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Chieftain Times

The Student News Site of Yutan High School

Chieftain Times

The Student News Site of Yutan High School

Chieftain Times

Home away from home

Second Lieutentant Hendricks lives out childhood dream in Italy

Being able to live out your childhood dream doesn’t happen for everyone. Yutan graduate Frankie Hendricks (class of 2018), however, is getting the chance to live out her lifelong dream of being able to travel the world and hold a leadership position while being in the military. 

“I was initially attracted to the idea of being able to travel and lead at a young age,” Hendricks said about what inspired her to join the military.

Frankie Hendricks operates a bomb lift. This Aerospace Ground Equipment (AGE) is used to load ammunitions onto an aircraft. (Courtesy Photo )

As Hendricks is a second lieutenant in the Active Duty Air Force, she gets the opportunity to travel the world, which other branches don’t get to do as often. 

“In AFROTC (Air Force Reserve Officers’ Training Corps), once you receive your job assignment, you are notified of a list of Air Force bases that you are eligible to be stationed at,” Hendricks said. “As an aircraft maintenance officer, I can go almost everywhere because the Air Force has jets at almost every base.” 

Hendricks is currently stationed in Aviano, Italy, until January 2026. 

“I was allowed to list my top eight Air Force bases. I put Aviano at number one and was fortunate enough to get it,” Hendricks said. “Receiving your top choice is pretty rare in the military.”

While in Italy, Hendricks is currently serving as the Aerospace Ground Equipment (AGE) flight commander, where she is in charge of an important team of maintenance professionals.

“I am in charge of a team of 76 maintenance professionals who work on over 500 pieces of aircraft support equipment,” Hendricks said. “They repair things like generators, ladders, nitrogen servicing carts, air conditioning units, liquid oxygen carts and much more. Without AGE, Aviano’s F-16 Vipers and HH-60 Pavehawk helicopters don’t get off the ground.”

As Hendricks has been in Italy for several months, she has noticed many differences there compared to the Midwest.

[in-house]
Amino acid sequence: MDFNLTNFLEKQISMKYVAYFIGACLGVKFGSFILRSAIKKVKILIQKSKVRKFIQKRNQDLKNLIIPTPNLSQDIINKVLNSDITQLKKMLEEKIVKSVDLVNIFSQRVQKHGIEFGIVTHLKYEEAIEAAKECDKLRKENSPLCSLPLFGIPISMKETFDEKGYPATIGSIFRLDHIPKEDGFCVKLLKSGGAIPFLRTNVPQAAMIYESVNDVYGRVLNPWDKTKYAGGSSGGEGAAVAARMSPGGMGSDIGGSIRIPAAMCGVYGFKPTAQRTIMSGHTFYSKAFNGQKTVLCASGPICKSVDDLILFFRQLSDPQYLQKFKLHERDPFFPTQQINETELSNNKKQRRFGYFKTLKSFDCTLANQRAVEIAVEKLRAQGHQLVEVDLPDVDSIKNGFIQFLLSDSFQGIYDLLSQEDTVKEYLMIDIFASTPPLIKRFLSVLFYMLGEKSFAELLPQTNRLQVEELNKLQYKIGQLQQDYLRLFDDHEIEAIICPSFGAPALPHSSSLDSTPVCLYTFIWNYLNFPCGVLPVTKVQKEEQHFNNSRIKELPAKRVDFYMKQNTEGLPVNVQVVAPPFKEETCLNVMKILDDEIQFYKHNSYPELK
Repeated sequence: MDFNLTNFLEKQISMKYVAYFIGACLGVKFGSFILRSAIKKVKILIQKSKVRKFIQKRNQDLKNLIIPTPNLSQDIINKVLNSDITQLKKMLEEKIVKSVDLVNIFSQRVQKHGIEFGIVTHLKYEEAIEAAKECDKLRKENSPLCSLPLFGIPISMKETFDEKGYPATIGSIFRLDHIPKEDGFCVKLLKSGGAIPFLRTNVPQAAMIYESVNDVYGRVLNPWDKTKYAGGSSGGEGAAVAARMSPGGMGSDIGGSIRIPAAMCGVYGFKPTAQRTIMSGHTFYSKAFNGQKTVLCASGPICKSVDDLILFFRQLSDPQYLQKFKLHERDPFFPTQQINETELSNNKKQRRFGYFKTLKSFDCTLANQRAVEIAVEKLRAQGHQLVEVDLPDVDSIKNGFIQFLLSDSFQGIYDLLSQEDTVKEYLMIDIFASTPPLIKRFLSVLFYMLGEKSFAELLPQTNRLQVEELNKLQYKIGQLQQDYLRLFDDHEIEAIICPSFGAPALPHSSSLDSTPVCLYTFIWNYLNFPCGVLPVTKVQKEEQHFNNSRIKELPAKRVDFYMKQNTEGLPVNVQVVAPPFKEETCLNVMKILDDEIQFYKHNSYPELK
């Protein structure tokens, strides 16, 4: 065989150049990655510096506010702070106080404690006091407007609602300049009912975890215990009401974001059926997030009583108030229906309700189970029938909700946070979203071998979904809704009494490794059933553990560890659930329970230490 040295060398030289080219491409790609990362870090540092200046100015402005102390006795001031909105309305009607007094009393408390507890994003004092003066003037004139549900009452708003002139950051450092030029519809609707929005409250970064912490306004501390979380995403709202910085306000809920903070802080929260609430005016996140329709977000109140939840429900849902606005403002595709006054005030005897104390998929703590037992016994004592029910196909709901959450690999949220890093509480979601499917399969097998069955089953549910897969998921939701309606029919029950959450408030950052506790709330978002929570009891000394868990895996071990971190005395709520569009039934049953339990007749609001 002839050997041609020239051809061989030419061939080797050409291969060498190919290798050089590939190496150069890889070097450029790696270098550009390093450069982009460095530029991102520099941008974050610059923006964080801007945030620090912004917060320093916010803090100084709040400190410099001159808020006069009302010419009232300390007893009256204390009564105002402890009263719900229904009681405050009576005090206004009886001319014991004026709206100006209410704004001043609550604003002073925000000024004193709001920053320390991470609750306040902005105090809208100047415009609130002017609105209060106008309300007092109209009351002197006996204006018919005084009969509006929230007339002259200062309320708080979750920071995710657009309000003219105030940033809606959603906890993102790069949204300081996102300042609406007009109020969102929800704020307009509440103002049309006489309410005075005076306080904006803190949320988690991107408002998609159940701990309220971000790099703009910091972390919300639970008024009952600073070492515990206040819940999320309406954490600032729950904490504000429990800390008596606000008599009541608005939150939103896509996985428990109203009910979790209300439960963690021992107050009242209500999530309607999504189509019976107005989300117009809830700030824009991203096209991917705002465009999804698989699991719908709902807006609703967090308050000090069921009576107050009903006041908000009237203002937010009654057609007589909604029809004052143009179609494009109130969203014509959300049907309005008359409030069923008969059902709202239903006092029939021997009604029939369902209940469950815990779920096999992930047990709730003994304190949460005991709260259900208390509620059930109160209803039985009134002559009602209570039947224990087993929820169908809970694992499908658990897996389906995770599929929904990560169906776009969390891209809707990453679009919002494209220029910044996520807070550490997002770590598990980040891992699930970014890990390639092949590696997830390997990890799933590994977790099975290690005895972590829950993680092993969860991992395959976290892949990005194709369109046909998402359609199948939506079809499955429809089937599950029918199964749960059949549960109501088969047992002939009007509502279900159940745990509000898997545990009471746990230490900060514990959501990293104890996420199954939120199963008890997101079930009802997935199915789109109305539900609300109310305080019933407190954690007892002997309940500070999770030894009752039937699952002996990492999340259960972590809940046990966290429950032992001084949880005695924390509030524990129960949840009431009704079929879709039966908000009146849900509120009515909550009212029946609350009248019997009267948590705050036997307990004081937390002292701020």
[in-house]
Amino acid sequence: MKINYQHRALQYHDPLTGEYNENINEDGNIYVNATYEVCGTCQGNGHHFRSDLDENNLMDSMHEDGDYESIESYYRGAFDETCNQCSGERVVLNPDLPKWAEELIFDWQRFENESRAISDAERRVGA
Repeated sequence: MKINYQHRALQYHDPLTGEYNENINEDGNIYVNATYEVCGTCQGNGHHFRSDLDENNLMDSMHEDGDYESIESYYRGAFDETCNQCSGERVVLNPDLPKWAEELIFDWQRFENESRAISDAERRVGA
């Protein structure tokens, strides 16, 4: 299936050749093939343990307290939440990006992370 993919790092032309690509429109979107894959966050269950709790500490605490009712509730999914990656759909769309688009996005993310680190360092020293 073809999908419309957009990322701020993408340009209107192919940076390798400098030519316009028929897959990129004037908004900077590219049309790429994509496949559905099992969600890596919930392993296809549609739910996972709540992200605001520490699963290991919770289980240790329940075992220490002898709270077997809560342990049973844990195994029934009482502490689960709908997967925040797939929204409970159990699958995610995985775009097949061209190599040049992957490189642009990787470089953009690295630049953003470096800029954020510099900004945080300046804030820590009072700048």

“Italy is very different from the Midwest. It doesn’t feel much different on the AF (Air Force) base because almost all of my colleagues are American, but once I’m off base, things start to change,” Hendricks said. “The main takeaway here is that many of these differences are superficial. They seem overwhelming at first, especially cultural things that are different from Nebraska. For example, people won’t return your warm smile when you make eye contact on the street and the restaurant you want to go to may not even open until 8:00 PM.”

The differences can be hard to adapt to, but Hendricks has also found similarities from back home. 

After helping paint a tail flash on a jet, Hendricks poses for a picture. The jet belonged to the 510th Fighter Generation Squadron. (Courtesy Photo)

“The similarities are also very prevalent, all over the world for that matter. People are doing much of the same thing everywhere you go. We have families and jobs and responsibilities,” Hendricks said. “It’s easy to get wrapped up in cultural differences or the nuanced inconveniences of living in another country when you grow up in the U.S., especially the Midwest, but when you take a look around, you realize that we’re all very similar, no matter where you find yourself in the world.”

While it is comforting to recognize these similarities, Hendricks has found it challenging not being able to see her family and keep up with things going on back in the Midwest.

“I miss my family terribly every second of the day. I went to college out of state, so I was used to being away from Nebraska, but state borders have nothing on the Atlantic Ocean,” Hendricks said. “The other biggest drawback is the time difference because it’s hard to communicate with folks back home, and it’s next to impossible to keep up with American sports in a live format.”

Despite these challenges, Hendricks enjoys being able to travel the world at a young age. 

“I get to see the world on the Air Force’s dime at 23 years old,” said Hendricks. “What an adventure!”

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About the Contributor
Mckenna Jones
Mckenna Jones, Junior writer
Mckenna Jones is a junior and in her third year of journalism. She enjoys writing entertainment reviews, sports stories and taking photos. Outside journalism, Mckenna is involved in volleyball, track, NHS and FCA.
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